Don't feel guilty about wanting to know the circumstances of your friend's death. It is about respecting your friend and understanding/knowing the truth of their life. That includes the truth of their death.
posted by jph at 3:46 PM on October 10, 2011 [2 favorites]

Wanting to know how it happened is natural, I think. I dont' think there's any drama, morbidity, or disrespect involved in asking. In fact, most people tend to automatically include that information "John passed this morning of a heart attack" or "Jim was in a tragic lawn mower accident" Details generally aren't necessary, but cause of death is standard.

If you're worried about upsetting the friend's family by asking, maybe check the obits for their area to see if it was included?
posted by myShanon at 3:46 PM on October 10, 2011 [2 favorites]

People want to know if there's something to learn from someone else's untimely death. Like if it was something potentially preventable - undiagnosed health problems or an accident. Were they doing something that they shouldn't have been?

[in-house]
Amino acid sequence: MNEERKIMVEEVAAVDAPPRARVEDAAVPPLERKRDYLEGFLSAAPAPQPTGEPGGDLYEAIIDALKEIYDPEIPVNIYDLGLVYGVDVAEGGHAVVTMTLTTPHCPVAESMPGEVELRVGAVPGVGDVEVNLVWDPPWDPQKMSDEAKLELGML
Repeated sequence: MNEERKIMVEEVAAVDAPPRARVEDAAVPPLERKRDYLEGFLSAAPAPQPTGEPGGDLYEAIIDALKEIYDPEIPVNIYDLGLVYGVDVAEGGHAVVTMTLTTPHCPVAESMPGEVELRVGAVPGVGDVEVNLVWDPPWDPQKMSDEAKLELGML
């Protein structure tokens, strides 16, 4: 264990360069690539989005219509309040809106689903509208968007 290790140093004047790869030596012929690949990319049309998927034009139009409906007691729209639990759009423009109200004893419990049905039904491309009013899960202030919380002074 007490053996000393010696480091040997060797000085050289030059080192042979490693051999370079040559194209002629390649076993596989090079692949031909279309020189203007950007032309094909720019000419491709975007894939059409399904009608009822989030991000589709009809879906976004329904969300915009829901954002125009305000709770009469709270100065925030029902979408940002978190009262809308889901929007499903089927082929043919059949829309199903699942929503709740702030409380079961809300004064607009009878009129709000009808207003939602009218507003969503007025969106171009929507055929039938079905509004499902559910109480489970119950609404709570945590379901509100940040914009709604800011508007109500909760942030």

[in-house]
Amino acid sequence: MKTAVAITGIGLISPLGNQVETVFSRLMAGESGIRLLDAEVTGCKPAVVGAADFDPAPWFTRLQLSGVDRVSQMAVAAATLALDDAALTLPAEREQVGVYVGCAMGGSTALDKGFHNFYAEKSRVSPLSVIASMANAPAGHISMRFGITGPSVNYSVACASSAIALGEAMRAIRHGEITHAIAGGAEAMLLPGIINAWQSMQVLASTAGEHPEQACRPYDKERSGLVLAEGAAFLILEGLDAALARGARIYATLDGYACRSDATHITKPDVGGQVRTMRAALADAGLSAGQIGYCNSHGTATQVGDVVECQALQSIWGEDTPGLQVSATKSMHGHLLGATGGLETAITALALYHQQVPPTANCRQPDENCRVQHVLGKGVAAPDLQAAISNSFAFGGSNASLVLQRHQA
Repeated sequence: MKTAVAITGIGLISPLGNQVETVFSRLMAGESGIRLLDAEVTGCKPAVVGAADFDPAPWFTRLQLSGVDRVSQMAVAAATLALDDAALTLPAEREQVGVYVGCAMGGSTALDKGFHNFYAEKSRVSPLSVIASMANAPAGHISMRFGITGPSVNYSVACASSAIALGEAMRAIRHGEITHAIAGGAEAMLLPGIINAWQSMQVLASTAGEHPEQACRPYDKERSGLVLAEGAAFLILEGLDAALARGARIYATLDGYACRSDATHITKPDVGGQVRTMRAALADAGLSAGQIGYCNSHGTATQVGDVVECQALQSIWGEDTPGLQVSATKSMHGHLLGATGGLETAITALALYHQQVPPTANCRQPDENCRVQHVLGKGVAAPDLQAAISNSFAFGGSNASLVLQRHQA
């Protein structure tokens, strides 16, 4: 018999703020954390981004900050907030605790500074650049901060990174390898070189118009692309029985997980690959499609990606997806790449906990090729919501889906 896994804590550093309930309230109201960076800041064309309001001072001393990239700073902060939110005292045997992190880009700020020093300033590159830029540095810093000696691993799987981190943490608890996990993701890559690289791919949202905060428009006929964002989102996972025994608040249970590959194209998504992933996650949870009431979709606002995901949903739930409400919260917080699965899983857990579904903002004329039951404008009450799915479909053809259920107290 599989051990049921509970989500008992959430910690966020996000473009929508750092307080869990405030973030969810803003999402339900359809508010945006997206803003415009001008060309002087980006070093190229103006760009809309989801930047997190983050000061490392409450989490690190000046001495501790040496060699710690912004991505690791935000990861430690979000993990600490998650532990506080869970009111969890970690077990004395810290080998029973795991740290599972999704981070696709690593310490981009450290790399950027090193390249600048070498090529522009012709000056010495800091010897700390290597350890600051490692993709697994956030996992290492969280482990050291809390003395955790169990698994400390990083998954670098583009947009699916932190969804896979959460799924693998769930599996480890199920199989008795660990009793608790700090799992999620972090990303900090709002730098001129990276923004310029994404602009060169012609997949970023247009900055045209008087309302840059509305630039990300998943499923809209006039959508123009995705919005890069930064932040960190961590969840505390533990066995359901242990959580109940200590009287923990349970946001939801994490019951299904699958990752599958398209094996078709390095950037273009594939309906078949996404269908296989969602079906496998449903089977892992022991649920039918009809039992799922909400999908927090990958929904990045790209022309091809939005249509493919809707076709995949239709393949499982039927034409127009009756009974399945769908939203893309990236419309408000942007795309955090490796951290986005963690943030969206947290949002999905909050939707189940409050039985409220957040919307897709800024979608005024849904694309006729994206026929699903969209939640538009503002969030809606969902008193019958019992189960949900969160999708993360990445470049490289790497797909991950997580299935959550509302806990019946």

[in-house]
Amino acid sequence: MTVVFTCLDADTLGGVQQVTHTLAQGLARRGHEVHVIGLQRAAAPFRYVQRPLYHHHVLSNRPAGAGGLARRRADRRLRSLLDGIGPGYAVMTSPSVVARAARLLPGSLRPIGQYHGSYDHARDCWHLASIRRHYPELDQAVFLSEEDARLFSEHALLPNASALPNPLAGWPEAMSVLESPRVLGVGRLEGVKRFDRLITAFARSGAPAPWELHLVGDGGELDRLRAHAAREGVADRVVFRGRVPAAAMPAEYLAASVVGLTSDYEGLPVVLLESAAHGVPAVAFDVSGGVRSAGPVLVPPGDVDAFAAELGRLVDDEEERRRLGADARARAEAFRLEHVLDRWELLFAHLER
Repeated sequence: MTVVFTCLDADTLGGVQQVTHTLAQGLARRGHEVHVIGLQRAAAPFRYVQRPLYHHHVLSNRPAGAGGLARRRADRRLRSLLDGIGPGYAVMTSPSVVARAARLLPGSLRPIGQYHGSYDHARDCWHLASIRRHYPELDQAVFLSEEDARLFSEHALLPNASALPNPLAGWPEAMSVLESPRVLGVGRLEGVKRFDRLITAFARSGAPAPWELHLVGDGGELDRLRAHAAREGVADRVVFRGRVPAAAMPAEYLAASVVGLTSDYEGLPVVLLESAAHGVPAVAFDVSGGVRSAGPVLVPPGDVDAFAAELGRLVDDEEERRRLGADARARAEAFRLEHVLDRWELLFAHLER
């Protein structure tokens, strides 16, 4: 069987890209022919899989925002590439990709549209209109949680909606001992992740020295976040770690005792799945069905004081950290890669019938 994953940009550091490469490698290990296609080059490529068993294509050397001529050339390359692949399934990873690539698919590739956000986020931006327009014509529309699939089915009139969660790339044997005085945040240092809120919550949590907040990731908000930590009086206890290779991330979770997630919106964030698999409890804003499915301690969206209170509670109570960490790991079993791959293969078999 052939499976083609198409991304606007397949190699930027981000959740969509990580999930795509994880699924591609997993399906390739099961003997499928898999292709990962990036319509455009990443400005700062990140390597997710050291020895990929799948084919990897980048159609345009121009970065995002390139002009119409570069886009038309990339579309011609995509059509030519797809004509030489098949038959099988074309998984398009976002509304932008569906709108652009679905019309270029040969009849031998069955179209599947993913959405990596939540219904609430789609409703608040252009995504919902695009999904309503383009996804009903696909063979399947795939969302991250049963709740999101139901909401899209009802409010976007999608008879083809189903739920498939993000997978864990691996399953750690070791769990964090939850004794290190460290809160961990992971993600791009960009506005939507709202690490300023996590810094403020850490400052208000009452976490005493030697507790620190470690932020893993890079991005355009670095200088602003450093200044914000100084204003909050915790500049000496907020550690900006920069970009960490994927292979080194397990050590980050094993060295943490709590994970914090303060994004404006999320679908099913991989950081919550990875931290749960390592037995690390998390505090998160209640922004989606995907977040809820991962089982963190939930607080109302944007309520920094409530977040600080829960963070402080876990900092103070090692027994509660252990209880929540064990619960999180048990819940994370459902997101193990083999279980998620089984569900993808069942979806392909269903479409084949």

posted by lizbunny at 3:46 PM on October 10, 2011

There are probably a lot of reasons, but I think it's partly a weird sort of survival instinct. We want to know one way or another if the specific manner of someone else's death is something we "have" to worry about in our own lives. In the same vein, I think we are relieved on some level when we hear that a person died as a result of a congenital disease or old age instead of something that struck randomly and could have just as easily have gotten anyone else.